San Diego County's median home price fell to $725,000 for the second month in a row.

saurav sarkar

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The median home price in San Diego County dropped to $725,000 for a second consecutive month in August as the competition slows down, but experts said they were not expecting a crash or a large slowdown anytime soon.

The median is where half the homes were sold over and half for less.

Despite the recent decline, prices in San Diego County rose 13.3 percent during the year, according to CoreLogic/DQNews, but the median dropped by 749,750 dollars in June. The area of San Diego is not alone, with price gains throughout southern California slowing.

More homes seemed to be a major factor and fewer competing offers came to an end in summer. Home analysts largely denied the reduction as temporary, with the same factors that might push up prices: housing shortages, low mortgage rates, and better professional employees’ finances.

Other factors at stake may not reflect the market in August. For one, a slowdown is typical around August when children go back to school. Increased condominium sales this month could also have influenced the median price as they cost less for homes for single families.

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FACTORS AFFECTING THE HOME PRICES.

(1)Unemployment.

Unemployment is linked to economic growth. Fewer Individuals will be able to afford a house when unemployment increases. But even the fear of unemployment can deter people from entering the real estate market.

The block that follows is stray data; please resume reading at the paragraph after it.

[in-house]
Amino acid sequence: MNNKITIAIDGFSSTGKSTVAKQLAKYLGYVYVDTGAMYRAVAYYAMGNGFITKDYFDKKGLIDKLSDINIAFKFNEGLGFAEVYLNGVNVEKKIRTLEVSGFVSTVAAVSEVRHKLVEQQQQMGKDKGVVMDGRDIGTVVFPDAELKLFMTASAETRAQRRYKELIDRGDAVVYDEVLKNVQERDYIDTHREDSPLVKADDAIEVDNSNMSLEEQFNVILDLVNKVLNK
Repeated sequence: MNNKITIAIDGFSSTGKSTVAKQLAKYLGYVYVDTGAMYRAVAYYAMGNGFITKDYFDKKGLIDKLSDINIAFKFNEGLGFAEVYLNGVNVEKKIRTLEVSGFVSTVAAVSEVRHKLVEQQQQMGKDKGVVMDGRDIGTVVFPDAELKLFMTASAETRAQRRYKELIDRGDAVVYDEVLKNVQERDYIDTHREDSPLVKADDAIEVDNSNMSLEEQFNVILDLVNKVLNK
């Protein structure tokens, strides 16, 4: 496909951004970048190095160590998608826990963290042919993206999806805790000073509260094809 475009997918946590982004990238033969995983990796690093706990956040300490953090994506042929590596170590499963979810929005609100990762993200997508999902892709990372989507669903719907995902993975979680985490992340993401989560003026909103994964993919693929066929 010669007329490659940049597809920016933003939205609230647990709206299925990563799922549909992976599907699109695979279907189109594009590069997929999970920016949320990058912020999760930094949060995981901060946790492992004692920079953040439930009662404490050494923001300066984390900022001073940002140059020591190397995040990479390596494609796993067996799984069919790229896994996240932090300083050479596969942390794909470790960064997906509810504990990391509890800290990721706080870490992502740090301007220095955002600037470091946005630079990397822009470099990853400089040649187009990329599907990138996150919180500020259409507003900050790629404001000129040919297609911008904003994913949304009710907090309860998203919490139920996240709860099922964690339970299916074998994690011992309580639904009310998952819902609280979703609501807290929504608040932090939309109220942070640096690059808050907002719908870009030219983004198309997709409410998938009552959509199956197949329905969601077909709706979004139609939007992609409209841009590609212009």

(2)Rates of interest.

The rates of interest affect the cost of mortgage repayments. A period of high-interest rates will increase mortgage costs, resulting in lower demand for the purchase of a house. In comparison with buying, high-interest rates make renting relatively more attractive. If homeowners have large variable mortgages, interest rates have a larger effect. The sharp rise in interest rates, for example, in 1990-92 caused a steep drop in UK domestic prices, because many homeowners could not afford to raise interest rates.

(3)Consumer trust.

Confidence is important to determine whether people want to take a mortgage risk. Especially house market expectations are important; if you fear that house prices might fall, you delay buying.

(4)Availability of mortgages.

Many banks were quite keen to lend mortgages during the boom years from 1996 to 2006. They allowed people to borrow large amounts of income ( 5 times income). Banks also needed very low deposits (e.g. 100 percent mortgages). This ease of receiving a mortgage resulted in an increase in demand for housing as more people could buy.

(5)Supply.

supply shortage would be pushing up prices. Excess supply will lead to a fall in prices. For example, an estimated 7 lakh new houses were built in the Irish property boom in 1996-2006. The market remained with a fundamental over-supply when the property market collapsed.

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